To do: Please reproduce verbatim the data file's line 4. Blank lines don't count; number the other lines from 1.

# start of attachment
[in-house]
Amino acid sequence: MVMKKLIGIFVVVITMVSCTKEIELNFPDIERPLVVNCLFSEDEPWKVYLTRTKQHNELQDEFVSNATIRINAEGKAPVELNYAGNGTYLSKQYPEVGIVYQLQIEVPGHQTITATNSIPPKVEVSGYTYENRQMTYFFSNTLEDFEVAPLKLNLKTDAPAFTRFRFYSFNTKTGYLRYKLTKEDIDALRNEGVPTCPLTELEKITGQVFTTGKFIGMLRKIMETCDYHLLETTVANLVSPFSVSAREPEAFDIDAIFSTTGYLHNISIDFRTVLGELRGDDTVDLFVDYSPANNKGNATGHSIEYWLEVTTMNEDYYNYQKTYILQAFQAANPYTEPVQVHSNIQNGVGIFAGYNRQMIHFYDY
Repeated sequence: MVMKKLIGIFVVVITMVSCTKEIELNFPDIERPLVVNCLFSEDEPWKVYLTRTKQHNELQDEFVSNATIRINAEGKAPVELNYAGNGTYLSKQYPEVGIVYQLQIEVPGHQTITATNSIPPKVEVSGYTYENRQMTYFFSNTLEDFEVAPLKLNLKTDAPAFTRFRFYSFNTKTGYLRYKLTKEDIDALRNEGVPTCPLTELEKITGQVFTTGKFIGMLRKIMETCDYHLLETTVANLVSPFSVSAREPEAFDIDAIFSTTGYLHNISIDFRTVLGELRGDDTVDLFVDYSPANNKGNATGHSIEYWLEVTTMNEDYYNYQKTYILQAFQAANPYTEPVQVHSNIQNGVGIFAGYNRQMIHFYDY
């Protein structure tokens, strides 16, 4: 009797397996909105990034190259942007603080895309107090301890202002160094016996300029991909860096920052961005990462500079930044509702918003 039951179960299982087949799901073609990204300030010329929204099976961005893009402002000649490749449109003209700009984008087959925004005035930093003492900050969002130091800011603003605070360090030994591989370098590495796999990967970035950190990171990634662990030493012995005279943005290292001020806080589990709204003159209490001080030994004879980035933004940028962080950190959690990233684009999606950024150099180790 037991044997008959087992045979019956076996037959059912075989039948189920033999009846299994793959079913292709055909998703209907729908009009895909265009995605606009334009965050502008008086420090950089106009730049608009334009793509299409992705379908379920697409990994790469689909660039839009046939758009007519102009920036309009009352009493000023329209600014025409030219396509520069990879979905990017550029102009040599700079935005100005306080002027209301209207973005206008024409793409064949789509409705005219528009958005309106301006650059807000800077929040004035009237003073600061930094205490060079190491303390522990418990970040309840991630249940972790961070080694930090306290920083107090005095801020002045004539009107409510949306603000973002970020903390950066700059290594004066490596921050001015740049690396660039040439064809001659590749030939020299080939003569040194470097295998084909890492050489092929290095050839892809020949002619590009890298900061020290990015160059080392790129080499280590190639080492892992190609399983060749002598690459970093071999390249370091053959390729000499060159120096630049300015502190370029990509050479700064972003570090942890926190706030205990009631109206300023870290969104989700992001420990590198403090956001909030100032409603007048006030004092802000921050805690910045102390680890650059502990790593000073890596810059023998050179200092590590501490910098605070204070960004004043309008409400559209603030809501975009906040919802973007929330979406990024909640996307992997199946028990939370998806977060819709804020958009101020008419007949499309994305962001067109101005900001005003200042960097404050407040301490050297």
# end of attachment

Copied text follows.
């Protein structure tokens, strides 16, 4: 009797397996909105990034190259942007603080895309107090301890202002160094016996300029991909860096920052961005990462500079930044509702918003 039951179960299982087949799901073609990204300030010329929204099976961005893009402002000649490749449109003209700009984008087959925004005035930093003492900050969002130091800011603003605070360090030994591989370098590495796999990967970035950190990171990634662990030493012995005279943005290292001020806080589990709204003159209490001080030994004879980035933004940028962080950190959690990233684009999606950024150099180790 037991044997008959087992045979019956076996037959059912075989039948189920033999009846299994793959079913292709055909998703209907729908009009895909265009995605606009334009965050502008008086420090950089106009730049608009334009793509299409992705379908379920697409990994790469689909660039839009046939758009007519102009920036309009009352009493000023329209600014025409030219396509520069990879979905990017550029102009040599700079935005100005306080002027209301209207973005206008024409793409064949789509409705005219528009958005309106301006650059807000800077929040004035009237003073600061930094205490060079190491303390522990418990970040309840991630249940972790961070080694930090306290920083107090005095801020002045004539009107409510949306603000973002970020903390950066700059290594004066490596921050001015740049690396660039040439064809001659590749030939020299080939003569040194470097295998084909890492050489092929290095050839892809020949002619590009890298900061020290990015160059080392790129080499280590190639080492892992190609399983060749002598690459970093071999390249370091053959390729000499060159120096630049300015502190370029990509050479700064972003570090942890926190706030205990009631109206300023870290969104989700992001420990590198403090956001909030100032409603007048006030004092802000921050805690910045102390680890650059502990790593000073890596810059023998050179200092590590501490910098605070204070960004004043309008409400559209603030809501975009906040919802973007929330979406990024909640996307992997199946028990939370998806977060819709804020958009101020008419007949499309994305962001067109101005900001005003200042960097404050407040301490050297």